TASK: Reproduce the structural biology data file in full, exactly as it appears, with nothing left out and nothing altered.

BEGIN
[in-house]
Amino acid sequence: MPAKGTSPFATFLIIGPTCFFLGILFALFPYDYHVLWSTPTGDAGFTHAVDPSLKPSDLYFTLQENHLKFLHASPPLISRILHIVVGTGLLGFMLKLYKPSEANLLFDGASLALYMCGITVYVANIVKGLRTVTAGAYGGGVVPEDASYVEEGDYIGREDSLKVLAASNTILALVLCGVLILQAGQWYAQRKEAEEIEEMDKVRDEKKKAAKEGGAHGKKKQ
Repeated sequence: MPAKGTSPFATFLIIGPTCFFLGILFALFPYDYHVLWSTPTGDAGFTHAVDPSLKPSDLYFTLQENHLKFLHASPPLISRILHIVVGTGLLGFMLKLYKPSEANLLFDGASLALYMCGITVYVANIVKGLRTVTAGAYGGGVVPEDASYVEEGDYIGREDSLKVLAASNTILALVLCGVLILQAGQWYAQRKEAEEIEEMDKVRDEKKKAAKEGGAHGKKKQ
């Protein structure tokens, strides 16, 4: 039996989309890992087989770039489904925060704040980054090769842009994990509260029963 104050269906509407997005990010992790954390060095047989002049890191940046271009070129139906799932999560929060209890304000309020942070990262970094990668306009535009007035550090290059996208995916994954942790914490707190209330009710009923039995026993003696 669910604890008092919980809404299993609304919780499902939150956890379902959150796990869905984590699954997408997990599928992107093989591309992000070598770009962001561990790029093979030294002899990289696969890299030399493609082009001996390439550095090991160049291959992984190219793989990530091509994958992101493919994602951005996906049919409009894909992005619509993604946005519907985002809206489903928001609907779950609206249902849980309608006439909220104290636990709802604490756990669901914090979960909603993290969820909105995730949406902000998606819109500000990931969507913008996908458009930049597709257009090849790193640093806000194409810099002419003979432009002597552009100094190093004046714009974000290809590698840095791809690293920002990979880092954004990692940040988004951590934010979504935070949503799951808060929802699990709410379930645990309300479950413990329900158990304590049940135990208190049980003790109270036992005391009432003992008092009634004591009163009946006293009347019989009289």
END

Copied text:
[in-house]
Amino acid sequence: MPAKGTSPFATFLIIGPTCFFLGILFALFPYDYHVLWSTPTGDAGFTHAVDPSLKPSDLYFTLQENHLKFLHASPPLISRILHIVVGTGLLGFMLKLYKPSEANLLFDGASLALYMCGITVYVANIVKGLRTVTAGAYGGGVVPEDASYVEEGDYIGREDSLKVLAASNTILALVLCGVLILQAGQWYAQRKEAEEIEEMDKVRDEKKKAAKEGGAHGKKKQ
Repeated sequence: MPAKGTSPFATFLIIGPTCFFLGILFALFPYDYHVLWSTPTGDAGFTHAVDPSLKPSDLYFTLQENHLKFLHASPPLISRILHIVVGTGLLGFMLKLYKPSEANLLFDGASLALYMCGITVYVANIVKGLRTVTAGAYGGGVVPEDASYVEEGDYIGREDSLKVLAASNTILALVLCGVLILQAGQWYAQRKEAEEIEEMDKVRDEKKKAAKEGGAHGKKKQ
């Protein structure tokens, strides 16, 4: 039996989309890992087989770039489904925060704040980054090769842009994990509260029963 104050269906509407997005990010992790954390060095047989002049890191940046271009070129139906799932999560929060209890304000309020942070990262970094990668306009535009007035550090290059996208995916994954942790914490707190209330009710009923039995026993003696 669910604890008092919980809404299993609304919780499902939150956890379902959150796990869905984590699954997408997990599928992107093989591309992000070598770009962001561990790029093979030294002899990289696969890299030399493609082009001996390439550095090991160049291959992984190219793989990530091509994958992101493919994602951005996906049919409009894909992005619509993604946005519907985002809206489903928001609907779950609206249902849980309608006439909220104290636990709802604490756990669901914090979960909603993290969820909105995730949406902000998606819109500000990931969507913008996908458009930049597709257009090849790193640093806000194409810099002419003979432009002597552009100094190093004046714009974000290809590698840095791809690293920002990979880092954004990692940040988004951590934010979504935070949503799951808060929802699990709410379930645990309300479950413990329900158990304590049940135990208190049980003790109270036992005391009432003992008092009634004591009163009946006293009347019989009289």